Twenty-five years ago, student wrestlers at Ohio State University thought their assistant coach, Jim Jordan, was a stand-up guy. Now they’re learning the hard way that he isn’t. A report published on Wednesday by NBC News adds to the case against Jordan: He’s orchestrating a campaign to cover up what he and other coaches knew about sexual abuse at OSU.
The man at the center of Wednesday’s story is Dunyasha Yetts, who wrestled for OSU in 1993 and 1994. A month ago, NBC News asked Yetts about Richard Strauss, the former OSU athletic doctor who’s been accused of sexual harassment and groping by more than 100 former students. Yetts described an incident he had reported to Jordan and Russ Hellickson, who was then the wrestling coach. “I had a thumb injury and went into Strauss’ office, and he started pulling down my wrestling shorts,” Yetts recalled. “I went out and told Russ and Jim what happened. I was not having it. They went in and talked to Strauss.” Yetts told NBC News that he and other students had spoken to Jordan many times about Strauss. “Strauss’s locker was right next to Jordan’s,” Yetts recalled. “Jordan even said he’d kill him if he tried anything with him.”
NBC News published Yetts’ recollections, alongside similar accounts from other former members of the wrestling team, on July 3. Jordan could have accepted their stories. At worst, he could have said that he didn’t remember events the way they did. Instead, he dismissed their accounts as fiction. On July 4, he told reporters: “There’s no truth to the fact that I knew of any abuse. I’ve talked to other coaches. They didn’t know of any abuse. … Nothing that was said about me was true.”
Jordan’s hard line put Hellickson in a bind. Hellickson had already been recorded on video saying that Strauss was too “hands on” with student wrestlers, that Strauss had disturbed the students by showering with them for an hour at a time, and that Hellickson had told school administrators about the problem. Hellickson had also been seen dragging older men out of the shower building for ogling students. But Hellickson felt loyal to Jordan. And now Jordan, who feared that the OSU scandal might derail his candidacy for speaker of the House, needed Hellickson to protect him.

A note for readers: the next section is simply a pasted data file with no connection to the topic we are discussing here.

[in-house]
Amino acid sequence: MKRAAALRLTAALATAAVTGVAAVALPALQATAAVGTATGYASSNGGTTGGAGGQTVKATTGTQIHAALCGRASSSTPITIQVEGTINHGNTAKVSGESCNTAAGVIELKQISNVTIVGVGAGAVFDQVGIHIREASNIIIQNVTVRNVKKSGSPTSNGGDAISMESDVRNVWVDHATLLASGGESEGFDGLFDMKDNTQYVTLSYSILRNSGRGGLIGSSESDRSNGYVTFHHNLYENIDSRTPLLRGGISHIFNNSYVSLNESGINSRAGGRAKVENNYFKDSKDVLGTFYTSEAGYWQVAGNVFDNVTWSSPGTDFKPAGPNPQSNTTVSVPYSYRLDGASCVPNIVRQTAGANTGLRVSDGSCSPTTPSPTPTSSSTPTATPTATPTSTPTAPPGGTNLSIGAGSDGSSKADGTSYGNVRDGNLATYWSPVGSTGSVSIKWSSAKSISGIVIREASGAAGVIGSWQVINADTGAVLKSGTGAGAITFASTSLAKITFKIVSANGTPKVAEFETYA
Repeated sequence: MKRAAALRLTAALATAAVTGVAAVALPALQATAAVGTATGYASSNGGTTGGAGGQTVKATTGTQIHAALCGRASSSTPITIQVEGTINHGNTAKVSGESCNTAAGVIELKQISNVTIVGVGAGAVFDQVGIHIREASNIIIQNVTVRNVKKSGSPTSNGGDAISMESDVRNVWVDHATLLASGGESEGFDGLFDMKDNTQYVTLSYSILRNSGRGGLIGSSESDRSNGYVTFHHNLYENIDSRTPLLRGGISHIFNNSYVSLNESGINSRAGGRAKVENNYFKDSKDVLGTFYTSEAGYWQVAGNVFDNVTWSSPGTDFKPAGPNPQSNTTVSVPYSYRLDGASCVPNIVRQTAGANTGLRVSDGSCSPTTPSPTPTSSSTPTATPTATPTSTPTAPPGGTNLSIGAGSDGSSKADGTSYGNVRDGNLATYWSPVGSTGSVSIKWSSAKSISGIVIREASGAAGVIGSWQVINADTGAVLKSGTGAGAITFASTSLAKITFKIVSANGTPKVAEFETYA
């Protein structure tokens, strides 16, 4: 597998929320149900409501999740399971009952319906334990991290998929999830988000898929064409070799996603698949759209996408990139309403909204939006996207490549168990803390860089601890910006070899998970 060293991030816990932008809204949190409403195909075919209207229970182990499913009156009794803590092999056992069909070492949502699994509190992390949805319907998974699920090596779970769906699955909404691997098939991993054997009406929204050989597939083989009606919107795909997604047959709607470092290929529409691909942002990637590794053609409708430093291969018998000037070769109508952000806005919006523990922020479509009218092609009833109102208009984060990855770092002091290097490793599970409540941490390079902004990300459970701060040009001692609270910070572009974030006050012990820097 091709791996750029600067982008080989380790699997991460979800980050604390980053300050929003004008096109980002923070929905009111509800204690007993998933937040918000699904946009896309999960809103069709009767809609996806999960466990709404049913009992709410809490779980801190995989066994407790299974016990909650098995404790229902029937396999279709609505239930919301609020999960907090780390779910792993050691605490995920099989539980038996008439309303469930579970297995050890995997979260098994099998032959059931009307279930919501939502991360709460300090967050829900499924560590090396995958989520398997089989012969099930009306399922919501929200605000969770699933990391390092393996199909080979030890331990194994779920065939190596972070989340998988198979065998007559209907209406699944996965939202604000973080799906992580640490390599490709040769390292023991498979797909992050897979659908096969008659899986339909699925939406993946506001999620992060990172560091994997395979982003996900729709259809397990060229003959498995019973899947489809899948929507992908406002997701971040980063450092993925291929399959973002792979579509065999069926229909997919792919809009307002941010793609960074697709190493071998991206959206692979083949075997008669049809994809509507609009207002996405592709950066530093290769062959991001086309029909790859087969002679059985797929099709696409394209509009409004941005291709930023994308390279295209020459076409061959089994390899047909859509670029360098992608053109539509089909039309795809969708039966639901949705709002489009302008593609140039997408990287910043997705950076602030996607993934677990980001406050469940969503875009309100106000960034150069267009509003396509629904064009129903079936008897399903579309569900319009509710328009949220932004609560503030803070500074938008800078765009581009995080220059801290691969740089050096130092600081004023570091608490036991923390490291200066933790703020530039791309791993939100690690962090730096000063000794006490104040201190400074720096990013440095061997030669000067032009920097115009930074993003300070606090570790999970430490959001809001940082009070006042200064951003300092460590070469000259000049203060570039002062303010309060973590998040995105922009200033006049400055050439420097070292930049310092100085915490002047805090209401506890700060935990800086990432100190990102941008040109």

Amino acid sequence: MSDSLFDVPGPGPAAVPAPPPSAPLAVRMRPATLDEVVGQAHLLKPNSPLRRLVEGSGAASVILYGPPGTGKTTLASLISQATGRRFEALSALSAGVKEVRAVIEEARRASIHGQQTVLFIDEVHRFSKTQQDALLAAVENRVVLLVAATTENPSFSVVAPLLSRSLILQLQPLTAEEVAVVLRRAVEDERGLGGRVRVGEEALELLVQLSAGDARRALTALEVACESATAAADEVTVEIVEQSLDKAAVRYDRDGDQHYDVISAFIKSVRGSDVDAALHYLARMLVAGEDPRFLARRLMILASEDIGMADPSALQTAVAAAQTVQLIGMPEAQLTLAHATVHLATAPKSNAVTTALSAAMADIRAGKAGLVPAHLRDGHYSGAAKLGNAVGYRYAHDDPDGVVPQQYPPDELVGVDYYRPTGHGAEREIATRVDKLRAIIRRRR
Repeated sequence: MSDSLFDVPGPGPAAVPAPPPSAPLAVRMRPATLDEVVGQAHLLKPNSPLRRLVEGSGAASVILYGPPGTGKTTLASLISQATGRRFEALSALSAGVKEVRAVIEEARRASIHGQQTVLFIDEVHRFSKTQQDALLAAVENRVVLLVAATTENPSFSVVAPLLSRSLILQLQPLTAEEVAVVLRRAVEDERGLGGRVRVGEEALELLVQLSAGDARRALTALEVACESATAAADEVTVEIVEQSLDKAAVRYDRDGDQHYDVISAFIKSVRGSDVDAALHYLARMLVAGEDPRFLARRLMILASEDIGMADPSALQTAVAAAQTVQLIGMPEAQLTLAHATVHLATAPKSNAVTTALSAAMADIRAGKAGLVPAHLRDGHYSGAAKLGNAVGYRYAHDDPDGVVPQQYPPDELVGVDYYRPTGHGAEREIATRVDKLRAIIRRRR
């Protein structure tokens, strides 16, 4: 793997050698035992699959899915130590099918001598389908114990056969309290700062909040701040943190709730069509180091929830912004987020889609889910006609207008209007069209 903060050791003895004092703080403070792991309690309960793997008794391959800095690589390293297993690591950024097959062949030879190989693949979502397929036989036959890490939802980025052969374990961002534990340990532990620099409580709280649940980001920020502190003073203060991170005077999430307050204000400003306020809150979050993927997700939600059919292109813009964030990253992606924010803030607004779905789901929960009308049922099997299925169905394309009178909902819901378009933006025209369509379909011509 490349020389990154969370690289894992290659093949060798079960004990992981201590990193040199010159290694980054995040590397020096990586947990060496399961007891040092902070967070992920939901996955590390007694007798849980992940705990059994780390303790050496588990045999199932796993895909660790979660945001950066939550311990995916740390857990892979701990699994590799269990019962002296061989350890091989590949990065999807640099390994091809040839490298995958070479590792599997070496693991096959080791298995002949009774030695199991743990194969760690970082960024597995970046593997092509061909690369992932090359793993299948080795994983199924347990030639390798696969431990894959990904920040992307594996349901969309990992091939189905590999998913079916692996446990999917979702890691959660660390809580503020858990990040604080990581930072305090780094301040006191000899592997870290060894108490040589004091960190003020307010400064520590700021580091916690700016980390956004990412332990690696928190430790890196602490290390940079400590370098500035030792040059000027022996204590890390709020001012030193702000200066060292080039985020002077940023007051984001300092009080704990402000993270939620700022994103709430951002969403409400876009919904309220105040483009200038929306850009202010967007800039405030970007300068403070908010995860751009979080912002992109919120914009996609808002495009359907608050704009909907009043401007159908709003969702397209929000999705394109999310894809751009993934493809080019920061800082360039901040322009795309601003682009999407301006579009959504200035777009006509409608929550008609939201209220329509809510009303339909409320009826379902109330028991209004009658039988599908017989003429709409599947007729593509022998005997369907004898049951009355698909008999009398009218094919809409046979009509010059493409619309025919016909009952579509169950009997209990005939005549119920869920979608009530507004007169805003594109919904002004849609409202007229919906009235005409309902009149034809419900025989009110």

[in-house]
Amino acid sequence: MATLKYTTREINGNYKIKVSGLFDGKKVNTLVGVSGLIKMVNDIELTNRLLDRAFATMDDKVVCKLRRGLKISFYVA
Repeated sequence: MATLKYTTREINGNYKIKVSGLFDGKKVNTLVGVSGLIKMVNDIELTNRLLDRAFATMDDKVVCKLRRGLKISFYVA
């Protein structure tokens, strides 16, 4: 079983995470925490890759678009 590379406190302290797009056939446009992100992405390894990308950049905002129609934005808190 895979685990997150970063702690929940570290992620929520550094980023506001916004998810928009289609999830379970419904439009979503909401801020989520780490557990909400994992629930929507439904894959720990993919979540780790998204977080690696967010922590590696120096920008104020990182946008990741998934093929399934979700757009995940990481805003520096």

Yetts says that on July 4, Hellickson phoned him about Jordan’s predicament. In the conversation, as recounted by Yetts and described by NBC News, Hellickson “said he was under pressure from Jordan … and from Jordan’s supporters to make ‘a bold statement to defend Jimmy.’ ” According to Yetts, Hellickson drew a distinction between defending Jordan and telling the truth. Hellickson’s words, as reported by Yetts, were: “I will defend Jimmy until I have to put my hand on a Bible and be asked to tell the truth. Then Jimmy will be on his own.” Yetts says he responded by telling Hellickson, “I’m going to contradict you, coach, because I’m telling the truth.”
Yetts says Hellickson encouraged him to issue a statement in Jordan’s defense. Hellickson and other former OSU coaches did issue such a statement—“None of us saw or heard of abuse of OSU wrestlers,” they said of themselves and Jordan—but Yetts stood by his story. So Jordan went after Yetts. In a Fox News interview on July 6, Jordan declared, “What has been said about me is completely false.” He rejected the possibility that anyone on the team had told him even about “something short of abuse.” Former students who claimed otherwise “know what they’re saying is not true,” Jordan asserted. As evidence, he pointed out that Yetts had “spent 18 months in prison for fraud.”
The reference to Yetts’ fraud conviction was true. In the July 3 NBC News report, Yetts had acknowledged it. So Jordan was happy to pit his word against an ex-con’s. What Jordan didn’t tell the Fox News audience was that Yetts had corroboration. Another former student, Shawn Dailey, described the incident just as Yetts did: “Dunyasha comes back and tells Jimmy, ‘Seriously, why do I have to pull down my pants for a thumb injury?’ … Jimmy said something to the extent of, ‘If he tried that with me, I would kill him.’ ”